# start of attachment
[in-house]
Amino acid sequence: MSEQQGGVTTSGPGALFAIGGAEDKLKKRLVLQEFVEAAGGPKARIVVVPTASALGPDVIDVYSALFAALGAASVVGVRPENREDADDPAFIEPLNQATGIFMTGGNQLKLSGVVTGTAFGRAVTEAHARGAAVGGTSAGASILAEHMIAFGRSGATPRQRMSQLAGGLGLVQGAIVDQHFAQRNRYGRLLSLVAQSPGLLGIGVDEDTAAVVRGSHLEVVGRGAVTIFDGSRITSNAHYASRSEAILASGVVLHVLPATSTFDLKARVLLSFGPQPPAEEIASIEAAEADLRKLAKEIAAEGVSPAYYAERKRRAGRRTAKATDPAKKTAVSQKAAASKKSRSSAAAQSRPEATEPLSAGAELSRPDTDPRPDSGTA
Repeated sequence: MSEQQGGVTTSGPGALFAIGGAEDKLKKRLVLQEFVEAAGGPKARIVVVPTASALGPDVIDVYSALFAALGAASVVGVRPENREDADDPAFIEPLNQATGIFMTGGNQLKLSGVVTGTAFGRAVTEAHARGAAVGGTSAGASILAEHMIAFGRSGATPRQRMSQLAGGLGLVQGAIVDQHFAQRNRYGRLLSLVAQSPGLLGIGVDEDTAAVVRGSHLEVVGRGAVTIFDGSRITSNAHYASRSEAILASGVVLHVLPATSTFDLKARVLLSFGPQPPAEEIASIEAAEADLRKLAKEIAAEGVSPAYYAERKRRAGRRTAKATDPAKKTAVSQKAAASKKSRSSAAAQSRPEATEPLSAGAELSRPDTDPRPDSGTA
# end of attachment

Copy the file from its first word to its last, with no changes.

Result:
[in-house]
Amino acid sequence: MSEQQGGVTTSGPGALFAIGGAEDKLKKRLVLQEFVEAAGGPKARIVVVPTASALGPDVIDVYSALFAALGAASVVGVRPENREDADDPAFIEPLNQATGIFMTGGNQLKLSGVVTGTAFGRAVTEAHARGAAVGGTSAGASILAEHMIAFGRSGATPRQRMSQLAGGLGLVQGAIVDQHFAQRNRYGRLLSLVAQSPGLLGIGVDEDTAAVVRGSHLEVVGRGAVTIFDGSRITSNAHYASRSEAILASGVVLHVLPATSTFDLKARVLLSFGPQPPAEEIASIEAAEADLRKLAKEIAAEGVSPAYYAERKRRAGRRTAKATDPAKKTAVSQKAAASKKSRSSAAAQSRPEATEPLSAGAELSRPDTDPRPDSGTA
Repeated sequence: MSEQQGGVTTSGPGALFAIGGAEDKLKKRLVLQEFVEAAGGPKARIVVVPTASALGPDVIDVYSALFAALGAASVVGVRPENREDADDPAFIEPLNQATGIFMTGGNQLKLSGVVTGTAFGRAVTEAHARGAAVGGTSAGASILAEHMIAFGRSGATPRQRMSQLAGGLGLVQGAIVDQHFAQRNRYGRLLSLVAQSPGLLGIGVDEDTAAVVRGSHLEVVGRGAVTIFDGSRITSNAHYASRSEAILASGVVLHVLPATSTFDLKARVLLSFGPQPPAEEIASIEAAEADLRKLAKEIAAEGVSPAYYAERKRRAGRRTAKATDPAKKTAVSQKAAASKKSRSSAAAQSRPEATEPLSAGAELSRPDTDPRPDSGTA